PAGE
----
Fire Starters

Fire Starters

Fire Starters are handy to have when out and about in the woods, when bushwhacking and to have available for your bug-out bag. Many times campers and “preppers” have redundant sources to begin a fire, matches, flint and steel, magnesium sticks, etc. but they do not always have access to good dry material such as dry tinder. Hence, the reason for this post – Fire Starters, are a source of dry flammable material that once lit should burn for at least five minutes and help ignite longer burning materials. These are easily lit by most methods – like those listed above. Best of all, they are compact!!

Fire starters can be the answer and they are easily made at home and for free from materials everyone has. Here is how you make your very own fire starter:

  1. Take material from your laundry dryer, small bits of cotton/fiber string, shredded cloth and place into the egg holder compartments in a paper egg carton.
  2.  Take a lit candle and pour a thin layer of melted wax over the lint & cloth.
  3. Once dry, break carton sections off and pack in zip lock bags.

When you need them just take one out. Fluff up some lint and light on fire. Whether you use matches or flint and steel, the lint should easily catch fire. The wax will help keep the fire going.

Once lit just place under whatever the long term fire material will be. In five minutes you should have a cheery warm fire.

Four-wing Saltbush – Atriplex Canescens

Common Names: Chamise, chamize, chamiso, white greasewood, saltsage, fourwing shadscale, bushy atriplex Four-wing saltbush are shrubs that grow an average of two to three feet tall although they may reach eight to fifteen feet in height,four-wing saltbush, four wing saltbush

Description: Fourwing saltbush is deciduous to evergreen, depending on climate. Its much-branched stems are stout with whitish bark. Mature plants range from 1 to over 8 feet in height, depending on the soil and climate. Its leaves are simple, alternate, linear to narrowly oblong covered with fine whitish hairs and ½ to 2 inches long. Its root system is branched and commonly very deep (to 20 feet) when soil depth allows.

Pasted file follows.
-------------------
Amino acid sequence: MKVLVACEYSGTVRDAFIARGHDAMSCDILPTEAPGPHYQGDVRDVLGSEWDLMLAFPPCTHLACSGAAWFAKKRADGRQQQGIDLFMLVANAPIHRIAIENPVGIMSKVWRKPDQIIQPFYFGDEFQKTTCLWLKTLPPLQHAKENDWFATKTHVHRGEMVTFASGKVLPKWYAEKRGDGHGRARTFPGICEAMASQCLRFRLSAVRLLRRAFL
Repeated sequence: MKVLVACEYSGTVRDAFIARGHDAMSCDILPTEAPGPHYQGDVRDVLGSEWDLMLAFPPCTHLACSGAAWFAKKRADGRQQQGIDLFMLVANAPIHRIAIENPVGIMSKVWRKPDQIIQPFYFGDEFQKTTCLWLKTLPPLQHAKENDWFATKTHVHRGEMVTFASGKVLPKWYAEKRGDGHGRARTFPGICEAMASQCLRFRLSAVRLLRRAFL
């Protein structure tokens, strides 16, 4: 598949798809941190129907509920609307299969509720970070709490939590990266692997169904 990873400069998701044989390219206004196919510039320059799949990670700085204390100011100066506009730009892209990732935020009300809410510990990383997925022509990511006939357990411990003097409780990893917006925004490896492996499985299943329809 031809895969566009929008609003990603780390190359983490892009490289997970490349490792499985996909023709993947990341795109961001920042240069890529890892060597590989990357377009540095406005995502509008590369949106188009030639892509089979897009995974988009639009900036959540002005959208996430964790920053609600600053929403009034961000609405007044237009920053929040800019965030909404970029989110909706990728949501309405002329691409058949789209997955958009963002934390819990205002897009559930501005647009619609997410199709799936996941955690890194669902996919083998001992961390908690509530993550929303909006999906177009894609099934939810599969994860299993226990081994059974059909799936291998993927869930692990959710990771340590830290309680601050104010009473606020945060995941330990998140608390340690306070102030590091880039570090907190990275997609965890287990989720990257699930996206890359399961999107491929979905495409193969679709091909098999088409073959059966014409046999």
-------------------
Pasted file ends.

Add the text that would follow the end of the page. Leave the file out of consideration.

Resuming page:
Male and female flowers are commonly on separate plants. Male flowers are red to yellow and form dense spNative Americans of the Southwest harvested the leaves and seeds of the plant for food.ikes at the ends of the branches. The female flowers are axillary and nondescript. Fourwing saltbush plants can exhibit male and female parts in one flower. The seed is contained in cases that turn a dull yellow when ripe and may remain attached to the plant throughout winter.

Location: Four-wing saltbush is a widely distributed shrub on rangelands in the western United States including the Intermountain, Great Basin, and Great Plains regions (see map). Its natural range extends from below sea level to above 8,000 feet elevation. Land owners and agencies use fourwing saltbush for reclamation of disturbed sites

Edible: Fresh roots can be boiled with a little salt and drunk for stomach pain and as a laxative. Leaves and young shoots can be added to soups and stews. Soapy lather from leaves can be used for itching and rashes from chickenpox or measles. Fresh leaf or a poultice of fresh or dried flowers or roots can be applied to ant bites and bee stings.Four-wings grow from California, northwest to Washington, east to North Dakota and Kansas, and south to Mexico
Native Americans used ashes from the leaves as a substitute for baking powder.

Seed generally ripens in late August and September and can be harvested from mid September through December. The seeds can be ground into meal. Seed yields may range from 200 to 400 pounds per acre.

Notes of interest: Saltbush is high in carotene and averages about four percent digestible protein. The leaves may be as high as 18 percent total protein. It is important for both wildlife and domestic animals.
The blossoms and twigs can make a yellow dye.

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